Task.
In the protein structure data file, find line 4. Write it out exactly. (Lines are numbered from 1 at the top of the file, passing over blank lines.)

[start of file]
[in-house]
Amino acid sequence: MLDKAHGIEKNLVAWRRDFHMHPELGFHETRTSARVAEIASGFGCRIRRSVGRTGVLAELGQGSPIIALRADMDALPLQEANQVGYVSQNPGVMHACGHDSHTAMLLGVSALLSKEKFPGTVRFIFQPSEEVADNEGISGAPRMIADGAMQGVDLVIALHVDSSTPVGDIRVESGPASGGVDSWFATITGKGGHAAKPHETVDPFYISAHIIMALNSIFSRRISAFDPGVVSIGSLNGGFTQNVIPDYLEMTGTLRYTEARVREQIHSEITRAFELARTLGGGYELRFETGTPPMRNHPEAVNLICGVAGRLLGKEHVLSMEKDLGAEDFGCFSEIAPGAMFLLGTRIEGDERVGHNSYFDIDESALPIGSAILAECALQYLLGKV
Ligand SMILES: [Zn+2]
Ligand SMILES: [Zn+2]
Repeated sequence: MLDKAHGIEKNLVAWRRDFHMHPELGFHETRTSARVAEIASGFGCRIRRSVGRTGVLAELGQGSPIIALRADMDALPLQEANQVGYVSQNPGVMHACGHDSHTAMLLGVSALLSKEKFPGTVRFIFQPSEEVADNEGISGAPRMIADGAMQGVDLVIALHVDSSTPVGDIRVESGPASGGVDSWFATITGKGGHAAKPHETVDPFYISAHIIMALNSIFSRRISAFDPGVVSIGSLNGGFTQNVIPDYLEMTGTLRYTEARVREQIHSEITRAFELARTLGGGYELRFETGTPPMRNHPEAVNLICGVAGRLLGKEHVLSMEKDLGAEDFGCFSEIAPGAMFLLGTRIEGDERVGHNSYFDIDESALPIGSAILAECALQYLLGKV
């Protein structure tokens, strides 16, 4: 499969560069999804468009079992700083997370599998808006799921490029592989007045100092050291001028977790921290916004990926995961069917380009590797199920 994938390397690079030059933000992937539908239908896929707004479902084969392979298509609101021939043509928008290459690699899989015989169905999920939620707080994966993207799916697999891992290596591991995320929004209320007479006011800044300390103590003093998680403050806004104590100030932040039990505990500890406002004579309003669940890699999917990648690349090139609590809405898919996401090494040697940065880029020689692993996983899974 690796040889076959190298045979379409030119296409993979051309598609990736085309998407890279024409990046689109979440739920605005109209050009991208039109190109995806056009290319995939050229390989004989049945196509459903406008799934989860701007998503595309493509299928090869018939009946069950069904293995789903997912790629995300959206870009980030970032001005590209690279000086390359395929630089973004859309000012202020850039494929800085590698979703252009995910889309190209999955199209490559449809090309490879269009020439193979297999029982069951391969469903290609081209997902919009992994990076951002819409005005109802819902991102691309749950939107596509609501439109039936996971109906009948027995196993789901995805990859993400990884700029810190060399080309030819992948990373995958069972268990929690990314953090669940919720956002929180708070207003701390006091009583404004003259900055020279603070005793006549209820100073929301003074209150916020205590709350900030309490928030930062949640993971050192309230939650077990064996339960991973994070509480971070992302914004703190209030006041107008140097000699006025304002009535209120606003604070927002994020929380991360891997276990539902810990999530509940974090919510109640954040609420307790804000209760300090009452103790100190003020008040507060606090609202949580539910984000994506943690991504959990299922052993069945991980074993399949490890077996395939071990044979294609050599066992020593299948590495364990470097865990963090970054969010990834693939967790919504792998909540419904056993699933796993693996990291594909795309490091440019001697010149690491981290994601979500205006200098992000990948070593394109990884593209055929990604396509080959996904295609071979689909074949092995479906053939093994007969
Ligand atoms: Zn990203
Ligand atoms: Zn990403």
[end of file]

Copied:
Ligand SMILES: [Zn+2]